I will endeavor to stay on top of this issue. I have heard NOTHING from PERS yet on the issue of assumed rates, except for the indication that it could be part of the discussion at the May 29, 2009 meeting. I plan to be at that meeting and I will continue to keep my ears to the ground. In the meantime, I suggest that members near or at retirement age continue to monitor this situation closely, but to not take precipitous and irreversible course unless you are not comfortable with the suspense. If you are NOT ready to retire, for heaven's sake, don't make any decision rashly based only on rumor, speculation, and absent any fact. You will regret such a decision if you make it in an uninformed manner.


Friday, March 06, 2009

Kinky Sex Makes The World Go Around

Did I get your attention with that title? Hope so. Today's entry is a short explanation. I hope it helps people understand the relationship between employer contribution rates to PERS and the actuarially assumed interest rate. I've been receiving a lot of questions about this and I feel that a short, simple, explanation is in order. If you've been following my comments over at PERS Oregon Discussion, this shouldn't be new information, but it will be the first time I've put it down in one place.

To think of the employer's contribution rates, we need to think about employee salaries, the Full Formula, the assumed interest rate, and the projected growth of salaries over a career.

Imagine a new employee with a $35,000 annual income. When this person became PERS eligible, he/she and his/her salary became part of the employer contribution matrix of PERS. Imagine that employee having a 30 year career and try to forecast what his/her salary will be 30 years down the road. There is no simple way to do that, but actuaries make certain assumptions about salary growth. Suppose, for the sake of argument that salaries grow (on average) about 4% per year. That means that our $35,000 per year employee in year 1 will be making about $131,000 per year at the end of 30 years of work. Surprisingly, this formula works very well in forecasting final salary. It worked for me, for many of my friends, and for many acquaintances who shared their salaries with me.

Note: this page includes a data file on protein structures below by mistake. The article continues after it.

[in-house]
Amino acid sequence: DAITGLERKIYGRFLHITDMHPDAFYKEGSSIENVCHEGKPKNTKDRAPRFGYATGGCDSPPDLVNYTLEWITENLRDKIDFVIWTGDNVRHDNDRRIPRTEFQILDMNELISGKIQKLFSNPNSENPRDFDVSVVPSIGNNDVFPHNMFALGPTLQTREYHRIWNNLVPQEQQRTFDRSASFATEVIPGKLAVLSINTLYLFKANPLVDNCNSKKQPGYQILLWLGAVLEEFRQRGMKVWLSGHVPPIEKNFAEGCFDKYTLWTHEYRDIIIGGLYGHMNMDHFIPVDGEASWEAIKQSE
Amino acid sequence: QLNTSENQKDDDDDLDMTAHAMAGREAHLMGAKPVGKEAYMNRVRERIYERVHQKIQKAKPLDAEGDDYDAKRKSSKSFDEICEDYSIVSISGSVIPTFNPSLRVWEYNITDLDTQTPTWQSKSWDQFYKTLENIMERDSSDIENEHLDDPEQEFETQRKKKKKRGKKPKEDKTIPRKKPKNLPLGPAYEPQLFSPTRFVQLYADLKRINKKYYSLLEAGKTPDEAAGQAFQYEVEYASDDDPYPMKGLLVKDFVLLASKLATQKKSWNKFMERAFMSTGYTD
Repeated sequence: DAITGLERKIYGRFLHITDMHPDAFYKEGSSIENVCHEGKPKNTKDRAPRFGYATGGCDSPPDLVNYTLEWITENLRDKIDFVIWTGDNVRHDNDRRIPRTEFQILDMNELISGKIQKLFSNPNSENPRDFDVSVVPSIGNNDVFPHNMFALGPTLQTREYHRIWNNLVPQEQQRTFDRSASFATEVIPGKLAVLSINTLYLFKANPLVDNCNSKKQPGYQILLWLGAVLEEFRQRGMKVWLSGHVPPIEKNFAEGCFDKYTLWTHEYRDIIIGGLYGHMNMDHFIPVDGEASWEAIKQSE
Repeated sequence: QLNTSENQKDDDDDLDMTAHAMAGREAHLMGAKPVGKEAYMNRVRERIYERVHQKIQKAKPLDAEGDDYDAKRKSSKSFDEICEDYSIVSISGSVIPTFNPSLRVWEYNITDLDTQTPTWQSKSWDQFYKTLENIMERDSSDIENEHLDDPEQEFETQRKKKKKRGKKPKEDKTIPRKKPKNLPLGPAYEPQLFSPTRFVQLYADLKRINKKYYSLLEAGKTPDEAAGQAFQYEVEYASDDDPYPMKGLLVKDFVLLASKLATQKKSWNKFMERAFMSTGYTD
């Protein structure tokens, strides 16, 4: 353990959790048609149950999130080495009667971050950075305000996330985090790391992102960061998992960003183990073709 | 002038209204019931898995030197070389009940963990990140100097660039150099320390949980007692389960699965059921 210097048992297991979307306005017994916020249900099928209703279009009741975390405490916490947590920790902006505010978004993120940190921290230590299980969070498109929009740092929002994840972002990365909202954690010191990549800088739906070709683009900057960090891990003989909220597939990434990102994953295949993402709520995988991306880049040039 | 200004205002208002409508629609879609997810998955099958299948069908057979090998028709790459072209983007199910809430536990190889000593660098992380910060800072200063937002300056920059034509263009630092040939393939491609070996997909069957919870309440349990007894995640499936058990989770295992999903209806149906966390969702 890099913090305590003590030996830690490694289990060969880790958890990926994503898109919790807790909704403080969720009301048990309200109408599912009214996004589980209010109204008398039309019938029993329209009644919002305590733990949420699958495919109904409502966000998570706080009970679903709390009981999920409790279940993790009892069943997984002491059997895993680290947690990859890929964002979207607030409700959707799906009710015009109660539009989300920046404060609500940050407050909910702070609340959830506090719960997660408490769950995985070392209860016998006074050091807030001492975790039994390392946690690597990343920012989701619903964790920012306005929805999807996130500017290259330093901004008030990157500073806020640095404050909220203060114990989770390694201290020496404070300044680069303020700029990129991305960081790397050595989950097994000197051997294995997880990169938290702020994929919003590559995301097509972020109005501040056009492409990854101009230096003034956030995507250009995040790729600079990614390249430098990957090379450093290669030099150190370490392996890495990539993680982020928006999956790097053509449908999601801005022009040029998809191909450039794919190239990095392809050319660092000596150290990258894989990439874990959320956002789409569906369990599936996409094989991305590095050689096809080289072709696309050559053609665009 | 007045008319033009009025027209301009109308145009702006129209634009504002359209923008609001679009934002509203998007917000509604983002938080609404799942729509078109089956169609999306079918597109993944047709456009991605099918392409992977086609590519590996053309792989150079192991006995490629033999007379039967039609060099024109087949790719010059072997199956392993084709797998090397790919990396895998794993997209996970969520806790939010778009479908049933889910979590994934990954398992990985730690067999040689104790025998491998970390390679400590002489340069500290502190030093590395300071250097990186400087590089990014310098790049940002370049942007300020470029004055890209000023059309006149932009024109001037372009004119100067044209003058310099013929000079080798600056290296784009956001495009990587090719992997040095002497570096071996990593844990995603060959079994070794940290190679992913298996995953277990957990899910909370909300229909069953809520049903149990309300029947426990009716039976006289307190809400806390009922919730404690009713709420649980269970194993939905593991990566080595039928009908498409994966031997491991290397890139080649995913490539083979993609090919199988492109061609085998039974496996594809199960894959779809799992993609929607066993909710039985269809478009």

With me so far. Our hypothetical employee is projected to be making $131,000 about the time he/she comes up for normal retirement in 30 years. The full formula (for Tier 1 and Tier 2) requires that the final retirement benefit be equal to Final Average Salary * 1.67% per year of service. A 30 year employee making a FAS of $131,000 (or close) will require a pension under the formula of roughly $65,000 annually drawn from two sources - employee contributions and employer contributions. Employee contributions (regardless of who pays them) are statutorily fixed at 6%. The employer is required to make up the difference between what the employee contributes and what is required to fully fund that pension.

Both parties have assumptions (especially Tier 1 members) about the growth of funds. Currently, the assumed rate of growth is 8% for both. In the past, the employers contributed just about the same amount as employees, but as Money Match overtook the formula, the employers were required to come up with increasingly larger amounts of money to "true up" the employee's account at retirement. But, the entire funding depends in large part on the Full Formula. So suppose, both employer contributions and employee contributions are assumed to only grow 6% instead of 8%. Money grows more slowly, the money match ceases to be the dominant method of retirement, and the Full Formula retakes its primacy. Well, if the employee's account balance grows more slowly, and the employer has no guarantee on its earnings, the final "true up" to get to the Full Formula takes more employer cash. The actuaries control for this in employer rates. They try to spread out the costs of that Full Formula retirement over the employee's work lifetime. Thus, the employers contribute significantly more than the employees do to the final retirement. If the average earnings rate declines from 8% to 6%, but the formula doesn't change, the employers have to contribute more than they would have to if the average rate were higher.